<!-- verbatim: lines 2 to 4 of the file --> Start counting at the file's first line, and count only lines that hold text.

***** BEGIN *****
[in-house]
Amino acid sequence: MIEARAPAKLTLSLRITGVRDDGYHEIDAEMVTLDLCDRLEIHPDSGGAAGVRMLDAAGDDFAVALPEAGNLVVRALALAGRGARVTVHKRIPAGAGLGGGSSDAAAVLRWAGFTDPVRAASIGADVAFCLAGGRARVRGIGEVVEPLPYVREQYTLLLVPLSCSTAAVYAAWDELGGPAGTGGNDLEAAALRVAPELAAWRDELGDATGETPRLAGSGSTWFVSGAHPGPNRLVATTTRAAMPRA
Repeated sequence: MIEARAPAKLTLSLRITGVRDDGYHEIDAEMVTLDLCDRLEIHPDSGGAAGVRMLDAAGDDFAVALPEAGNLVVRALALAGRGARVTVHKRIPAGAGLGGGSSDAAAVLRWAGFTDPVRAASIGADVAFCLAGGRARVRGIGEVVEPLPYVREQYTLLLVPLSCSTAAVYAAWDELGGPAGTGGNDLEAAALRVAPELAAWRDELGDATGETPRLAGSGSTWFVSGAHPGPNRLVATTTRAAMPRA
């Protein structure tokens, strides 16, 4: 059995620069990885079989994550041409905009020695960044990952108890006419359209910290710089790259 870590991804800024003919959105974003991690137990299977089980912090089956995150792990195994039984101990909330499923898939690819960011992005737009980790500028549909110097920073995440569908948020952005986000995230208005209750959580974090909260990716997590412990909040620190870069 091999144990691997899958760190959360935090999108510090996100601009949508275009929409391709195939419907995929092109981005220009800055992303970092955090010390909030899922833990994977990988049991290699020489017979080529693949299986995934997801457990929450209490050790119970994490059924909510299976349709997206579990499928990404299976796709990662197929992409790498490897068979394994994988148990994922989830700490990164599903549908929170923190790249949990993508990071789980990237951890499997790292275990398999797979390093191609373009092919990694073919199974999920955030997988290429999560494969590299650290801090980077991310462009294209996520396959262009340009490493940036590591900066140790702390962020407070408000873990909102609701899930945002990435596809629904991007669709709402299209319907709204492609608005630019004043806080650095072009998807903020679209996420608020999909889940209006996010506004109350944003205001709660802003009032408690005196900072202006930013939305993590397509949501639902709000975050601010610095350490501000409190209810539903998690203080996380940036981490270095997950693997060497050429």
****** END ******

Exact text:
Amino acid sequence: MIEARAPAKLTLSLRITGVRDDGYHEIDAEMVTLDLCDRLEIHPDSGGAAGVRMLDAAGDDFAVALPEAGNLVVRALALAGRGARVTVHKRIPAGAGLGGGSSDAAAVLRWAGFTDPVRAASIGADVAFCLAGGRARVRGIGEVVEPLPYVREQYTLLLVPLSCSTAAVYAAWDELGGPAGTGGNDLEAAALRVAPELAAWRDELGDATGETPRLAGSGSTWFVSGAHPGPNRLVATTTRAAMPRA
Repeated sequence: MIEARAPAKLTLSLRITGVRDDGYHEIDAEMVTLDLCDRLEIHPDSGGAAGVRMLDAAGDDFAVALPEAGNLVVRALALAGRGARVTVHKRIPAGAGLGGGSSDAAAVLRWAGFTDPVRAASIGADVAFCLAGGRARVRGIGEVVEPLPYVREQYTLLLVPLSCSTAAVYAAWDELGGPAGTGGNDLEAAALRVAPELAAWRDELGDATGETPRLAGSGSTWFVSGAHPGPNRLVATTTRAAMPRA
């Protein structure tokens, strides 16, 4: 059995620069990885079989994550041409905009020695960044990952108890006419359209910290710089790259 870590991804800024003919959105974003991690137990299977089980912090089956995150792990195994039984101990909330499923898939690819960011992005737009980790500028549909110097920073995440569908948020952005986000995230208005209750959580974090909260990716997590412990909040620190870069 091999144990691997899958760190959360935090999108510090996100601009949508275009929409391709195939419907995929092109981005220009800055992303970092955090010390909030899922833990994977990988049991290699020489017979080529693949299986995934997801457990929450209490050790119970994490059924909510299976349709997206579990499928990404299976796709990662197929992409790498490897068979394994994988148990994922989830700490990164599903549908929170923190790249949990993508990071789980990237951890499997790292275990398999797979390093191609373009092919990694073919199974999920955030997988290429999560494969590299650290801090980077991310462009294209996520396959262009340009490493940036590591900066140790702390962020407070408000873990909102609701899930945002990435596809629904991007669709709402299209319907709204492609608005630019004043806080650095072009998807903020679209996420608020999909889940209006996010506004109350944003205001709660802003009032408690005196900072202006930013939305993590397509949501639902709000975050601010610095350490501000409190209810539903998690203080996380940036981490270095997950693997060497050429």